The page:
Author Topic: Hayao Miyazaki: drawn to perfection  (Read 1558 times)

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Offline bijou

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Hayao Miyazaki: drawn to perfection
« on: December 31, 2009, 10:22:22 AM »
Ponyo, the new film by Japanese animation director Hayao Miyazaki, has already appeared on several critics’ “most eagerly awaited” lists for this coming year. But that’s nothing compared with the anticipation of his professional peers.

Best known here for his enchanting films Spirited Away (2001), Howl’s Moving Castle (2004) and Princess Mononoke (1997), Miyazaki is an animators’ animator, a demigod to his fellow artists. He won a best animated film Oscar for Spirited Away, so he’s not exactly an unknown quantity in the west. But at home he’s a national celebrity, and his work is hugely popular: astonishingly, Ponyo has grossed the equivalent of $164 million at the Japanese box office.
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Still, his reputation rests on far more than financial success. His 10 feature-length hand-drawn films genuinely appeal to adults as much as to children. Visually gorgeous, they cunningly blend myths from Japan and elsewhere with sharp doses of psychological insight. Their haunting, elusive quality remains with the viewer long after the end titles.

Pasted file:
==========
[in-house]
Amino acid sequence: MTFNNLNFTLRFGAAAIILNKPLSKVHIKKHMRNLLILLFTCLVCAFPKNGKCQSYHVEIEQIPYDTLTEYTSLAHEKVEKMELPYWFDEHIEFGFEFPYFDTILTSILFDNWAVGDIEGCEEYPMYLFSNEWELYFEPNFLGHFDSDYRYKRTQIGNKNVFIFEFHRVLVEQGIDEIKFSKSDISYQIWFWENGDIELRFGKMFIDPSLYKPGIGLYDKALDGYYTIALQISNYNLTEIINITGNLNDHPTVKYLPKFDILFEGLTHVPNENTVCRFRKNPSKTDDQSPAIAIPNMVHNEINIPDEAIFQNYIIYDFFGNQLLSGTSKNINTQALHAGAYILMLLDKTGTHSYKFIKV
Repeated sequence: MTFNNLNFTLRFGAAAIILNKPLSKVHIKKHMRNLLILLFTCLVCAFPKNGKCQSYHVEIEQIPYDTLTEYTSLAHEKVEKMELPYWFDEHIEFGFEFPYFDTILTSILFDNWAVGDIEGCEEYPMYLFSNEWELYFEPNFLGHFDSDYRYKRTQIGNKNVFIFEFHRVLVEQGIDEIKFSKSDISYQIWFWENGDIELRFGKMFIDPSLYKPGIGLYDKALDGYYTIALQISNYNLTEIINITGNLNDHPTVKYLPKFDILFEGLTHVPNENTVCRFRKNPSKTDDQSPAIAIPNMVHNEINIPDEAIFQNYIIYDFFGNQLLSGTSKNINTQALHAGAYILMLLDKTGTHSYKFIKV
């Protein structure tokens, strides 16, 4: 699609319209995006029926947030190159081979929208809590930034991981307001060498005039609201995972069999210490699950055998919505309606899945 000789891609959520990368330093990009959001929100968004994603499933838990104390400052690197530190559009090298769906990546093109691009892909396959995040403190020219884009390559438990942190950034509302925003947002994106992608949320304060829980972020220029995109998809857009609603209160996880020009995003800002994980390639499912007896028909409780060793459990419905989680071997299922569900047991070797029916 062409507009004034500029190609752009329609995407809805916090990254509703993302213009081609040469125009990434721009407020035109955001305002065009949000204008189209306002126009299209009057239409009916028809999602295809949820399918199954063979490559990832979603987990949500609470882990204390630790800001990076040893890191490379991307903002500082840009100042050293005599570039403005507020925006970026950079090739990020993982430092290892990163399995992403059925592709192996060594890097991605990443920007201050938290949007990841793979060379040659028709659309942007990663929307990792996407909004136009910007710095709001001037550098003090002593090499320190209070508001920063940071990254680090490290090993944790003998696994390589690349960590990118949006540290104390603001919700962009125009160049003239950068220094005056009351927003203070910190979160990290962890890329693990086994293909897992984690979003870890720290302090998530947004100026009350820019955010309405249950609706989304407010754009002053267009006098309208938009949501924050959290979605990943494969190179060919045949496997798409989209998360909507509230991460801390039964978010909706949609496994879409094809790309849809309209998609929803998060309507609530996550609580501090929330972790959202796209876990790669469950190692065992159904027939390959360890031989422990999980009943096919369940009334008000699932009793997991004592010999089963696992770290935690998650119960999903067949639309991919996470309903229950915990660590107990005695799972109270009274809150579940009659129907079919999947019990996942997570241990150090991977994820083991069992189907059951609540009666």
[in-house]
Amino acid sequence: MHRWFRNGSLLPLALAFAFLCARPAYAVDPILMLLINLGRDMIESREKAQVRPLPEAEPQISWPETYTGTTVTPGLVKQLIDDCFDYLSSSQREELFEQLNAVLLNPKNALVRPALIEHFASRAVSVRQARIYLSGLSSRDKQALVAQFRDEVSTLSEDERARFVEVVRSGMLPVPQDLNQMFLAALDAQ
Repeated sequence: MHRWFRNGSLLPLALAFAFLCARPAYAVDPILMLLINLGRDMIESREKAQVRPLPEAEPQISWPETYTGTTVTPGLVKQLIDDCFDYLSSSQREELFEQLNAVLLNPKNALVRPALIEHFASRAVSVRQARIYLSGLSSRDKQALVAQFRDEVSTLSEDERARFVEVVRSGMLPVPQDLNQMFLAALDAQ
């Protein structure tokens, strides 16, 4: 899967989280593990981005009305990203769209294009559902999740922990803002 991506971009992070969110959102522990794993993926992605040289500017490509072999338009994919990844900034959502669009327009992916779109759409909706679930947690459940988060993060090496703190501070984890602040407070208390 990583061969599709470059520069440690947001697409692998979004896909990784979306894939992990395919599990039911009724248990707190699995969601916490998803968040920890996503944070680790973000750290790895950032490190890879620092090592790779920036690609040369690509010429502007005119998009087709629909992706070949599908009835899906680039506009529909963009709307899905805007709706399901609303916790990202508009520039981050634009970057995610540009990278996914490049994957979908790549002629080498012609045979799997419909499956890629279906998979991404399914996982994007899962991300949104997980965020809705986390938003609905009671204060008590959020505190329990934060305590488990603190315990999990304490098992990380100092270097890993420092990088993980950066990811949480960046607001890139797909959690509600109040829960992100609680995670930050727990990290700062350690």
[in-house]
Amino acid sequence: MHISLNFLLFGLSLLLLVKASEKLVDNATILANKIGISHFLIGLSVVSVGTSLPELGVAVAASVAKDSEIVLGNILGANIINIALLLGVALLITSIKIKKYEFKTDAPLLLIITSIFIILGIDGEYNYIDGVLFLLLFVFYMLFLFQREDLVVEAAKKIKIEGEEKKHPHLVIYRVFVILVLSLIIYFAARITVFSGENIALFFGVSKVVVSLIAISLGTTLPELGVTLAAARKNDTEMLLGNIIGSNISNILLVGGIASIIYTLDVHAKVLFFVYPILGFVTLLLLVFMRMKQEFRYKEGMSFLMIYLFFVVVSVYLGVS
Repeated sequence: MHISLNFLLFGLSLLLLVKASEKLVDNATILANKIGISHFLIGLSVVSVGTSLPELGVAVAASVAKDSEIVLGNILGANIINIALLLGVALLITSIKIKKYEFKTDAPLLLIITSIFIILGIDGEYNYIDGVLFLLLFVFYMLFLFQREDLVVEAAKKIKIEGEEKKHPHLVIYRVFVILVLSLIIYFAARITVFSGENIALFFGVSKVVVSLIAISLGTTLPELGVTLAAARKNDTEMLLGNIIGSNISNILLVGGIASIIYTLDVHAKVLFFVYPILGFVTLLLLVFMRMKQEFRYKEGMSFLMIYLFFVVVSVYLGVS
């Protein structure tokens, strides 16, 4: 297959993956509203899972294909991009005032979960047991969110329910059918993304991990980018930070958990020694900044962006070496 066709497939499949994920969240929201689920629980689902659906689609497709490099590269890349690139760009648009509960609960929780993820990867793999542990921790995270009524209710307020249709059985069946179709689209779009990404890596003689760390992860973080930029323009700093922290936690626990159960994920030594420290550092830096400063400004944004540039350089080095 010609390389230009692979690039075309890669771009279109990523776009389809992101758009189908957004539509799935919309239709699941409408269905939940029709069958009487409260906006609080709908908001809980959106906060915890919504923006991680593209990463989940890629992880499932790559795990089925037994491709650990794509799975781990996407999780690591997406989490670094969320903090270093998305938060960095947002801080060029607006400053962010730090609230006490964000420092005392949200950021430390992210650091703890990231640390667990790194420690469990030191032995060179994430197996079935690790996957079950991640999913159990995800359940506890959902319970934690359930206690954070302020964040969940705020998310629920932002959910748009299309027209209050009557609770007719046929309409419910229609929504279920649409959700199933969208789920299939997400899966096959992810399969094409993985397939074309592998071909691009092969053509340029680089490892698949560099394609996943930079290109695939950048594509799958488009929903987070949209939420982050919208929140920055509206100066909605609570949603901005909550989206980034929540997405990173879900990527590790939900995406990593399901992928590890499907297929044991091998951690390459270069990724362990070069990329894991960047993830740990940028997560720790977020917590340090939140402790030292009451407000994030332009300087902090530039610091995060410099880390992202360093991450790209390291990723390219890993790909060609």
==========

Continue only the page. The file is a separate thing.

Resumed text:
Ponyo is a good example. Inspired partly by Hans Christian Andersen’s The Little Mermaid, it is about Sosuke, a little boy who lives high on a cliff by the sea. One day he rescues Ponyo, a goldfish; her head was trapped inside a jam jar. Her father, once human, is a now a sorcerer living in the ocean depths, who wants her to return to him. But Ponyo wants to be human and stay with Sosuke.

The story, featuring a tender relationship between Sosuke and his strong, loving mother Lisa, and a destructive tidal wave that threatens their community, is somehow more than the sum of its parts.

Ponyo will be released in Britain both in its original Japanese version, and with a soundtrack in English supervised by John Lasseter, creative director of Pixar and Disney animation and a passionate champion of Miyazaki. The English-language voice cast includes Tina Fey, Cate Blanchett, Matt Damon and Liam Neeson.

Miyazaki, 68, rarely grants one-on-one interviews, but agreed to talk to me through a translator at the Venice Film Festival, where Ponyo was first seen outside Japan.  ...

Offline thundley4

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Re: Hayao Miyazaki: drawn to perfection
« Reply #1 on: December 31, 2009, 12:31:20 PM »
I liked Howl's Moving Castle and Spirited Away, but not so much Princess Mononoke. My wife watches tons of anime movies.

Offline Wineslob

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Re: Hayao Miyazaki: drawn to perfection
« Reply #2 on: January 12, 2010, 10:00:28 AM »
I thought Spa of Love was pretty good.
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Offline Doppelganger

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Re: Hayao Miyazaki: drawn to perfection
« Reply #3 on: January 28, 2010, 10:44:20 PM »
I'll probably keep an eye out for this one. I was pleasantly surprised by Howl's Moving Castle (I'm not a big anime freak but I really liked the style and method of storytelling), so if this one's anything like it, I'd probably enjoy it.